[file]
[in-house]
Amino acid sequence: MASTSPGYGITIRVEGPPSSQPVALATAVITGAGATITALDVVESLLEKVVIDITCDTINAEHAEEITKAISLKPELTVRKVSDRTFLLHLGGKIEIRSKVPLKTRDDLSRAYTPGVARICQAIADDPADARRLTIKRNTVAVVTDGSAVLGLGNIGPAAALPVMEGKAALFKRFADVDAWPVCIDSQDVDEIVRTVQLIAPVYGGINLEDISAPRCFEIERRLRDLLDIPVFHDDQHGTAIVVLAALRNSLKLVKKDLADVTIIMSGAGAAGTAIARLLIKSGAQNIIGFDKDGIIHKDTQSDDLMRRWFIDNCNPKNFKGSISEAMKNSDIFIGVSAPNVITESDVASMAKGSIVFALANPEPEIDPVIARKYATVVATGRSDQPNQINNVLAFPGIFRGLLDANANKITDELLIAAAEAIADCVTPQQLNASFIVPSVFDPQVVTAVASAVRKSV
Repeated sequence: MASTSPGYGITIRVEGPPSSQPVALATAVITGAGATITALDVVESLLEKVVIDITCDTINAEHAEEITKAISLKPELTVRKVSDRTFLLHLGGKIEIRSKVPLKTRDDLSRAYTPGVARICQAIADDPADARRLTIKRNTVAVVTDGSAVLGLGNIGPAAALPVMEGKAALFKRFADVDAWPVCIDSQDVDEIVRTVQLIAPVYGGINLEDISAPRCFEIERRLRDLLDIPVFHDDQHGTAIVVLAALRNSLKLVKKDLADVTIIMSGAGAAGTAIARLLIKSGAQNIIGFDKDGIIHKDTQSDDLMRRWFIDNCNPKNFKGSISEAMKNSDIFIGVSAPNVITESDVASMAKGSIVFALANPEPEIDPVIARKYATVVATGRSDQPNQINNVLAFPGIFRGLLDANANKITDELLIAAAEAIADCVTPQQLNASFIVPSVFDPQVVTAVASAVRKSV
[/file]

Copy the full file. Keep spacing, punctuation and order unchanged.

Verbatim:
[in-house]
Amino acid sequence: MASTSPGYGITIRVEGPPSSQPVALATAVITGAGATITALDVVESLLEKVVIDITCDTINAEHAEEITKAISLKPELTVRKVSDRTFLLHLGGKIEIRSKVPLKTRDDLSRAYTPGVARICQAIADDPADARRLTIKRNTVAVVTDGSAVLGLGNIGPAAALPVMEGKAALFKRFADVDAWPVCIDSQDVDEIVRTVQLIAPVYGGINLEDISAPRCFEIERRLRDLLDIPVFHDDQHGTAIVVLAALRNSLKLVKKDLADVTIIMSGAGAAGTAIARLLIKSGAQNIIGFDKDGIIHKDTQSDDLMRRWFIDNCNPKNFKGSISEAMKNSDIFIGVSAPNVITESDVASMAKGSIVFALANPEPEIDPVIARKYATVVATGRSDQPNQINNVLAFPGIFRGLLDANANKITDELLIAAAEAIADCVTPQQLNASFIVPSVFDPQVVTAVASAVRKSV
Repeated sequence: MASTSPGYGITIRVEGPPSSQPVALATAVITGAGATITALDVVESLLEKVVIDITCDTINAEHAEEITKAISLKPELTVRKVSDRTFLLHLGGKIEIRSKVPLKTRDDLSRAYTPGVARICQAIADDPADARRLTIKRNTVAVVTDGSAVLGLGNIGPAAALPVMEGKAALFKRFADVDAWPVCIDSQDVDEIVRTVQLIAPVYGGINLEDISAPRCFEIERRLRDLLDIPVFHDDQHGTAIVVLAALRNSLKLVKKDLADVTIIMSGAGAAGTAIARLLIKSGAQNIIGFDKDGIIHKDTQSDDLMRRWFIDNCNPKNFKGSISEAMKNSDIFIGVSAPNVITESDVASMAKGSIVFALANPEPEIDPVIARKYATVVATGRSDQPNQINNVLAFPGIFRGLLDANANKITDELLIAAAEAIADCVTPQQLNASFIVPSVFDPQVVTAVASAVRKSV